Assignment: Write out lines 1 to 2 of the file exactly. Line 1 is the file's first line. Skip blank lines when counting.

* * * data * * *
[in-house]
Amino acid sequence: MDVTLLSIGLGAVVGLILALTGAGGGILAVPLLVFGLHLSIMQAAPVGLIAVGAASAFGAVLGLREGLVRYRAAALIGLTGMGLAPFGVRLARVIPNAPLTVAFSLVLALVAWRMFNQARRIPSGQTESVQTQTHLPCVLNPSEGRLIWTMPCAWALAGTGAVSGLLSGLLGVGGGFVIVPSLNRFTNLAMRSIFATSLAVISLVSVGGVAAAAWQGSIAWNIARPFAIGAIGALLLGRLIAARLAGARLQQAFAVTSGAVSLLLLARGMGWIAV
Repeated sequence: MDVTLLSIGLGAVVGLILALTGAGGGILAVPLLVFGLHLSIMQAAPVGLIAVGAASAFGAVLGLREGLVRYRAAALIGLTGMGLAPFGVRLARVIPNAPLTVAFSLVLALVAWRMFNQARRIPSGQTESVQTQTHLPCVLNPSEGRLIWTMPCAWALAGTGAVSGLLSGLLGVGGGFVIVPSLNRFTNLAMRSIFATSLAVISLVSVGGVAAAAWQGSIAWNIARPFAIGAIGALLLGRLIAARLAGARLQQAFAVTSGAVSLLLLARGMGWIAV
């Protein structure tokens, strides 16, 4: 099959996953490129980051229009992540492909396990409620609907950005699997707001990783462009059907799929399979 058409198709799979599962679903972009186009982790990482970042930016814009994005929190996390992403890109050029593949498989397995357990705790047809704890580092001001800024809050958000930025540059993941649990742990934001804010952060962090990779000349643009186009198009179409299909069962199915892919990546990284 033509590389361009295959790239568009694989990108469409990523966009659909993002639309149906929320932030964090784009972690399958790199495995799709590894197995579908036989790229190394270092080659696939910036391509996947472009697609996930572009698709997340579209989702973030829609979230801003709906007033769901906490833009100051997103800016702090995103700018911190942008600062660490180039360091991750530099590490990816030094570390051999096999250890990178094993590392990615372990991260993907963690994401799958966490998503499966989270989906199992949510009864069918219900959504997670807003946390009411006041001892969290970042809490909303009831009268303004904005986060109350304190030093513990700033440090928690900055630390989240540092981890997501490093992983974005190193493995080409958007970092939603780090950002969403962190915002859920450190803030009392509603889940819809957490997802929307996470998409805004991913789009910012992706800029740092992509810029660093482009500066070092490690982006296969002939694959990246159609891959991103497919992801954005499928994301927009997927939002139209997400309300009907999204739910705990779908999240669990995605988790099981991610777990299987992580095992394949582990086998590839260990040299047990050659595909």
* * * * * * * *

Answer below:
[in-house]
Amino acid sequence: MDVTLLSIGLGAVVGLILALTGAGGGILAVPLLVFGLHLSIMQAAPVGLIAVGAASAFGAVLGLREGLVRYRAAALIGLTGMGLAPFGVRLARVIPNAPLTVAFSLVLALVAWRMFNQARRIPSGQTESVQTQTHLPCVLNPSEGRLIWTMPCAWALAGTGAVSGLLSGLLGVGGGFVIVPSLNRFTNLAMRSIFATSLAVISLVSVGGVAAAAWQGSIAWNIARPFAIGAIGALLLGRLIAARLAGARLQQAFAVTSGAVSLLLLARGMGWIAV